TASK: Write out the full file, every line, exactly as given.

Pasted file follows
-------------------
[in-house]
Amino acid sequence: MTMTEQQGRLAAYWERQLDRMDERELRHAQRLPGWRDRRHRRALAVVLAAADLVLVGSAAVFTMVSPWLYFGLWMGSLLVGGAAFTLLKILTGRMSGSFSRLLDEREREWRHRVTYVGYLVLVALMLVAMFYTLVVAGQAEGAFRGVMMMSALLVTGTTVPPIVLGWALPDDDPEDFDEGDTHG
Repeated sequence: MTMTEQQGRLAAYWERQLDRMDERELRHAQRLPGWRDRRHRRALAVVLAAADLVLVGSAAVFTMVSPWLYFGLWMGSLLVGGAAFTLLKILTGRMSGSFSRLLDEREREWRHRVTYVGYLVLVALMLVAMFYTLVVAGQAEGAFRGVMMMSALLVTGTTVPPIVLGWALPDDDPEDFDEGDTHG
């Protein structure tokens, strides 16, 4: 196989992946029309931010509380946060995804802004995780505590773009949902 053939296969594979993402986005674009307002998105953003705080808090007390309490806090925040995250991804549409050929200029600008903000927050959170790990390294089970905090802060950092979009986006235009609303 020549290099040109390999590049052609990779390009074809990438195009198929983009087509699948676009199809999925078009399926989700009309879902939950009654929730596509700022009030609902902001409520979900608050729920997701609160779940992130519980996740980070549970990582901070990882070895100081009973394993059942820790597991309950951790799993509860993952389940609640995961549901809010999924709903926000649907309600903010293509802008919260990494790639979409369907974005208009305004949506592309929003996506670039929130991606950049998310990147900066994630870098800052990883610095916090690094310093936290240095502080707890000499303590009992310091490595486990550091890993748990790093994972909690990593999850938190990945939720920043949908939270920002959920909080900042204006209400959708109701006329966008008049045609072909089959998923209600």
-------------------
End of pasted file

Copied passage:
[in-house]
Amino acid sequence: MTMTEQQGRLAAYWERQLDRMDERELRHAQRLPGWRDRRHRRALAVVLAAADLVLVGSAAVFTMVSPWLYFGLWMGSLLVGGAAFTLLKILTGRMSGSFSRLLDEREREWRHRVTYVGYLVLVALMLVAMFYTLVVAGQAEGAFRGVMMMSALLVTGTTVPPIVLGWALPDDDPEDFDEGDTHG
Repeated sequence: MTMTEQQGRLAAYWERQLDRMDERELRHAQRLPGWRDRRHRRALAVVLAAADLVLVGSAAVFTMVSPWLYFGLWMGSLLVGGAAFTLLKILTGRMSGSFSRLLDEREREWRHRVTYVGYLVLVALMLVAMFYTLVVAGQAEGAFRGVMMMSALLVTGTTVPPIVLGWALPDDDPEDFDEGDTHG
């Protein structure tokens, strides 16, 4: 196989992946029309931010509380946060995804802004995780505590773009949902 053939296969594979993402986005674009307002998105953003705080808090007390309490806090925040995250991804549409050929200029600008903000927050959170790990390294089970905090802060950092979009986006235009609303 020549290099040109390999590049052609990779390009074809990438195009198929983009087509699948676009199809999925078009399926989700009309879902939950009654929730596509700022009030609902902001409520979900608050729920997701609160779940992130519980996740980070549970990582901070990882070895100081009973394993059942820790597991309950951790799993509860993952389940609640995961549901809010999924709903926000649907309600903010293509802008919260990494790639979409369907974005208009305004949506592309929003996506670039929130991606950049998310990147900066994630870098800052990883610095916090690094310093936290240095502080707890000499303590009992310091490595486990550091890993748990790093994972909690990593999850938190990945939720920043949908939270920002959920909080900042204006209400959708109701006329966008008049045609072909089959998923209600």